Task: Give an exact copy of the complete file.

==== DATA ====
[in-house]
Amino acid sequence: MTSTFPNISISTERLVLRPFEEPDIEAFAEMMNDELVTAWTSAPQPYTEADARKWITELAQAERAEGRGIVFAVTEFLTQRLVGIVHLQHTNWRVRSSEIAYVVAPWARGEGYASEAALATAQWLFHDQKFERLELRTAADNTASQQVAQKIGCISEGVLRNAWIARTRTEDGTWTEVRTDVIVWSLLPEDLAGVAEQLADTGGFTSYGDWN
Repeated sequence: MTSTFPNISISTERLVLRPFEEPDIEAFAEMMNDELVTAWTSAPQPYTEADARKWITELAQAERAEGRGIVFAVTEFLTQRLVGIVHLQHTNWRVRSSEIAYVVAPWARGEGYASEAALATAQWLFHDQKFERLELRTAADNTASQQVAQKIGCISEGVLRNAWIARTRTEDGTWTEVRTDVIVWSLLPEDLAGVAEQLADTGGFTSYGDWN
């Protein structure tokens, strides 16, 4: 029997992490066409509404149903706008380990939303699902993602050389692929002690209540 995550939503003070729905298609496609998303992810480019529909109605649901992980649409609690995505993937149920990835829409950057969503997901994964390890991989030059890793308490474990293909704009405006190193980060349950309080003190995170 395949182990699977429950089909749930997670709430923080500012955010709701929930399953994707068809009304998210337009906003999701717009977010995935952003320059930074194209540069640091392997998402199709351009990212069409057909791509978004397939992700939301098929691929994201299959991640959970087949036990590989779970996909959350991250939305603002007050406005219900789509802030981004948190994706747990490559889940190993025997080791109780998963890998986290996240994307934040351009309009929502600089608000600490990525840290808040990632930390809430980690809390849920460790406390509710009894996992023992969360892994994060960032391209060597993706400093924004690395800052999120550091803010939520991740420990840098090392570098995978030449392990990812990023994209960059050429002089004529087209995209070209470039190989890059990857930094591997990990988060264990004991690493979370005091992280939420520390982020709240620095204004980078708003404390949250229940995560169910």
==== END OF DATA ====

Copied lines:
[in-house]
Amino acid sequence: MTSTFPNISISTERLVLRPFEEPDIEAFAEMMNDELVTAWTSAPQPYTEADARKWITELAQAERAEGRGIVFAVTEFLTQRLVGIVHLQHTNWRVRSSEIAYVVAPWARGEGYASEAALATAQWLFHDQKFERLELRTAADNTASQQVAQKIGCISEGVLRNAWIARTRTEDGTWTEVRTDVIVWSLLPEDLAGVAEQLADTGGFTSYGDWN
Repeated sequence: MTSTFPNISISTERLVLRPFEEPDIEAFAEMMNDELVTAWTSAPQPYTEADARKWITELAQAERAEGRGIVFAVTEFLTQRLVGIVHLQHTNWRVRSSEIAYVVAPWARGEGYASEAALATAQWLFHDQKFERLELRTAADNTASQQVAQKIGCISEGVLRNAWIARTRTEDGTWTEVRTDVIVWSLLPEDLAGVAEQLADTGGFTSYGDWN
């Protein structure tokens, strides 16, 4: 029997992490066409509404149903706008380990939303699902993602050389692929002690209540 995550939503003070729905298609496609998303992810480019529909109605649901992980649409609690995505993937149920990835829409950057969503997901994964390890991989030059890793308490474990293909704009405006190193980060349950309080003190995170 395949182990699977429950089909749930997670709430923080500012955010709701929930399953994707068809009304998210337009906003999701717009977010995935952003320059930074194209540069640091392997998402199709351009990212069409057909791509978004397939992700939301098929691929994201299959991640959970087949036990590989779970996909959350991250939305603002007050406005219900789509802030981004948190994706747990490559889940190993025997080791109780998963890998986290996240994307934040351009309009929502600089608000600490990525840290808040990632930390809430980690809390849920460790406390509710009894996992023992969360892994994060960032391209060597993706400093924004690395800052999120550091803010939520991740420990840098090392570098995978030449392990990812990023994209960059050429002089004529087209995209070209470039190989890059990857930094591997990990988060264990004991690493979370005091992280939420520390982020709240620095204004980078708003404390949250229940995560169910």